Following Simon Marks’ article in Newsweek, AFESIP began its own investigation, and shortly thereafter, Somaly Mam stepped down from the very foundation she found and helped to build. Mam’s scandalous fall from grace leaves quite a few high profile figures in a bit of an awkward position, you might say. What struck me about this story was how eager it seems many were to believe these sensational tales for the politically cohesive effect they had. Chief among those with egg on their faces would probably be our beloved feminist capitalist, Sheryl Sandberg, who took on the role of an advisory board member in Somaly Mam’s organization herself.
What inevitably comes to mind while contemplating the above is the absence of due diligence and the discipline of responsible scrutiny. Where was this diligence when powerful women, like Sandberg, aligned with the fashionable and politically expedient boost that Somaly Mam represented? Is it any wonder that so many of those who seek to champion feminine goals of “unity” can be so very easily duped into going along with a likely tale they are all too eager to believe in order to forward the goals of their victim politics?
And that question leads to another, far broader one: why do we, as members of the human species, so often enjoy bending truth or not looking for it well enough between the lines in order to rush along a power grab for our own causes? Where the subject of sex slavery is concerned, this raises another important if not uneasy question, too: how large of a problem is human sex trafficking, really? To what degree have we allowed the sensation of certain stories and accounts over subjects that capture our imaginations to warp our perception of what’s truly happening in the world? I’m not certain I can answer that question, as it’s really an unknown quantity and I certainly don’t have enough data to even begin fathoming it. I certainly don’t deny that the evil of forced sex slavery exists throughout the world, but what I do wonder, especially since the Somaly Mam scandal, is to what degree these ideas of sex trafficking have stimulated the West’s imagination and galvanized the politics of feminine protectionism.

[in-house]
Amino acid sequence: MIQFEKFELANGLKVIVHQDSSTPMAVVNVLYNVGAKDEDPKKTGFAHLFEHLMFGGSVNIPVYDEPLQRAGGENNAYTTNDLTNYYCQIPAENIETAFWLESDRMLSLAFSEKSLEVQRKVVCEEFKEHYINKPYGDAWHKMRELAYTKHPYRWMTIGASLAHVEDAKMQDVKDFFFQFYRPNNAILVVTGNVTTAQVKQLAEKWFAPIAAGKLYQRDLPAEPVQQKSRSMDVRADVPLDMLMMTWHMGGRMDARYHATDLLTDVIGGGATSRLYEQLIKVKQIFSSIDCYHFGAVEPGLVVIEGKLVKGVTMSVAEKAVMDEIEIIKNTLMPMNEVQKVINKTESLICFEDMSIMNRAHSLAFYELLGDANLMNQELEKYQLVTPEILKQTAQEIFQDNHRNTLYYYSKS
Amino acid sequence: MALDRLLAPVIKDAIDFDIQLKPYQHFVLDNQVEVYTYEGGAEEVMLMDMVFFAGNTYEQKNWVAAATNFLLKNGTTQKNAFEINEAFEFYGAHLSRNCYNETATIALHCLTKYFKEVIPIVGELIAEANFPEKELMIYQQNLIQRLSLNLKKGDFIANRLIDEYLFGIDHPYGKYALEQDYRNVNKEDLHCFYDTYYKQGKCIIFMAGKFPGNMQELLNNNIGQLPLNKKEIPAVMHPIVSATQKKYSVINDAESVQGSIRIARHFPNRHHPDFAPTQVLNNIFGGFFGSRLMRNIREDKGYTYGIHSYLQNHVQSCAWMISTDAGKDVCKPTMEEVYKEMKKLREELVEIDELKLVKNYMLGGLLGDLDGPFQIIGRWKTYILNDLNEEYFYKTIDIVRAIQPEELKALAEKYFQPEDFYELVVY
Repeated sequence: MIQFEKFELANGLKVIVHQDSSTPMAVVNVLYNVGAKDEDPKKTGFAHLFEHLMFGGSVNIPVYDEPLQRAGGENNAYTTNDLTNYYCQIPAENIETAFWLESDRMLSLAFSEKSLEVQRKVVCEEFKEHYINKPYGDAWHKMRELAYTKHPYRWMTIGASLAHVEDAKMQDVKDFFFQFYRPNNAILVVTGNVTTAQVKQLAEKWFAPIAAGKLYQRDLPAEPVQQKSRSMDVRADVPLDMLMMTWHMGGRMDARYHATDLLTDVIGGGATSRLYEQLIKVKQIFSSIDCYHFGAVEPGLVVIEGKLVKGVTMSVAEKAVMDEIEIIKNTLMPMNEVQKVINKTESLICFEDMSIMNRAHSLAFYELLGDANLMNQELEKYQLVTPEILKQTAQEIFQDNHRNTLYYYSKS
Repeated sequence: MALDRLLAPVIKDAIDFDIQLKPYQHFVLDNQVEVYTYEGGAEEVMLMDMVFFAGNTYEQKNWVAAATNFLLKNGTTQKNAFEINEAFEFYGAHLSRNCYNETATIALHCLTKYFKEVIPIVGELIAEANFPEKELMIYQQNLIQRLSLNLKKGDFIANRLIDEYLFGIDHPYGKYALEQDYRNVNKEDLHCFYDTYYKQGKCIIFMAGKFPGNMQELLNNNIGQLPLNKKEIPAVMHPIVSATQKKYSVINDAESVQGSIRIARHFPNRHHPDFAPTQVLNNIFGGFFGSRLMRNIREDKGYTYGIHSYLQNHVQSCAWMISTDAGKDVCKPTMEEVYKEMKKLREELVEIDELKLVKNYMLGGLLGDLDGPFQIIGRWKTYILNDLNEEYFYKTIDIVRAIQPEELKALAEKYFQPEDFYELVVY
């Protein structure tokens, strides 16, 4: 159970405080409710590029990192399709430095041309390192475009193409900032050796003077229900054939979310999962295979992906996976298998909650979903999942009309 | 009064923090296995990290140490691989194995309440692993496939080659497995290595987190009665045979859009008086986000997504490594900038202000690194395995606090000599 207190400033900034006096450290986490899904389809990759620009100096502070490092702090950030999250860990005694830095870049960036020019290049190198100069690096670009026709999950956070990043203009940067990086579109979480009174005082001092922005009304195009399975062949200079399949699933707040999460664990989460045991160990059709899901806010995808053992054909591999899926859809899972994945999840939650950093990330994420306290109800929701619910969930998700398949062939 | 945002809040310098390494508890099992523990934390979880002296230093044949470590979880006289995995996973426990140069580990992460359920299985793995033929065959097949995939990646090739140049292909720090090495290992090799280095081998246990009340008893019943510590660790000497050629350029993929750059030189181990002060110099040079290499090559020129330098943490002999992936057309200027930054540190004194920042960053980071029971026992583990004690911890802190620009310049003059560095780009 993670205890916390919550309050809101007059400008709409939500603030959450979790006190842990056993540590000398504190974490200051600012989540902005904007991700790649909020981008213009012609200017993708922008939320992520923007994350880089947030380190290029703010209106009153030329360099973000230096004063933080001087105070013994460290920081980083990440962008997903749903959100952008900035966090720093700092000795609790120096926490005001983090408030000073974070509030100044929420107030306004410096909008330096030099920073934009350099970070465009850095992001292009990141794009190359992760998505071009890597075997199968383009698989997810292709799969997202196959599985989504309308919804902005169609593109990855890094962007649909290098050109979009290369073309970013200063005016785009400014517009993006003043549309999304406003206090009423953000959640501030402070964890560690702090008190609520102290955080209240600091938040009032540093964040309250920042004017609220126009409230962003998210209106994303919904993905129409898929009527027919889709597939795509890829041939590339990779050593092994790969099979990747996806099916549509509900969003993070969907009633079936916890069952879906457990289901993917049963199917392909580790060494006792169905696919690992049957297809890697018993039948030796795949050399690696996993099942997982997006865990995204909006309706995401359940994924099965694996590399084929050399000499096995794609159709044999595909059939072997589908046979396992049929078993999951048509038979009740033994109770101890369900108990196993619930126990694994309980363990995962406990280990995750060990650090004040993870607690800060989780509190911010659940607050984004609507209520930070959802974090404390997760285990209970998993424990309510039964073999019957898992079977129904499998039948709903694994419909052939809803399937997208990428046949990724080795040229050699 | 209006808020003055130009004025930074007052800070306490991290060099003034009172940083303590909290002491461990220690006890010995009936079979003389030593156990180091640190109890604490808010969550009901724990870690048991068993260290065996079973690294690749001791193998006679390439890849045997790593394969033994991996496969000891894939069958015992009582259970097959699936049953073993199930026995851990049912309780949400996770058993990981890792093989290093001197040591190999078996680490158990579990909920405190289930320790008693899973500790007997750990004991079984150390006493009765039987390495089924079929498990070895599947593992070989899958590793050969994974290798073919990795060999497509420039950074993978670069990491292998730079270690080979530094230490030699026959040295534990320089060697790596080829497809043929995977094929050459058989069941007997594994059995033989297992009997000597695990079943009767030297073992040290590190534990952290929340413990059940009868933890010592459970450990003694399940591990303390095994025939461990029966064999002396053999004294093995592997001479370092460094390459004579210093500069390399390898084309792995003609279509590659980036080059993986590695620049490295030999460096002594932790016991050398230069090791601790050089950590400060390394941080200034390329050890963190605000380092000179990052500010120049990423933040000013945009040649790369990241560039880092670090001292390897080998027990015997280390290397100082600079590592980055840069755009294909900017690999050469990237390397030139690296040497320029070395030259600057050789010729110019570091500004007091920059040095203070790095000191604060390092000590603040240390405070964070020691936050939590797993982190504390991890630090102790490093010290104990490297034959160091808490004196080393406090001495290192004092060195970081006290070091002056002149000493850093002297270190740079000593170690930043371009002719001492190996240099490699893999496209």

If anyone questions that sense of feminine favoritism/protectionism within the forefront of our political consciousness, consider the recent kidnapping of 276 Nigerian girls by Boko Haram. By now, we’ve all heard of this atrocity from nearly every corner of the media and the Internet, but how many of you ever heard of Boko Haram attacking a dormitory and shooting or slitting the throats of 59 boys this past February 25th? If you never did, don’t feel bad: the event was almost completely ignored by Western media. Washington didn’t commit to dispatching American intelligence and military advisers to West Africa to investigate the matter, as they did recently with the news of the missing girls. It should also be added, to further underscore the point, that February 25th did not mark the first date of atrocities committed by Boko Haram—not by a long shot.
So we find ourselves wondering why the press was rallied so fervently when young women were kidnapped and possibly sold into slavery, but ignored the event of young boys being slaughtered. Could it be that anything scandalous or tragic having to do with the oppressions of women is the right reason to get alarmed in the Western media and even government today? If so, what are the cultural reasons for this attitude? Does the scandal surrounding Somaly Mam and her cynical masquerade to pull at our heartstrings allow us all a moment to look into the mirror and ask ourselves some of these inconvenient questions?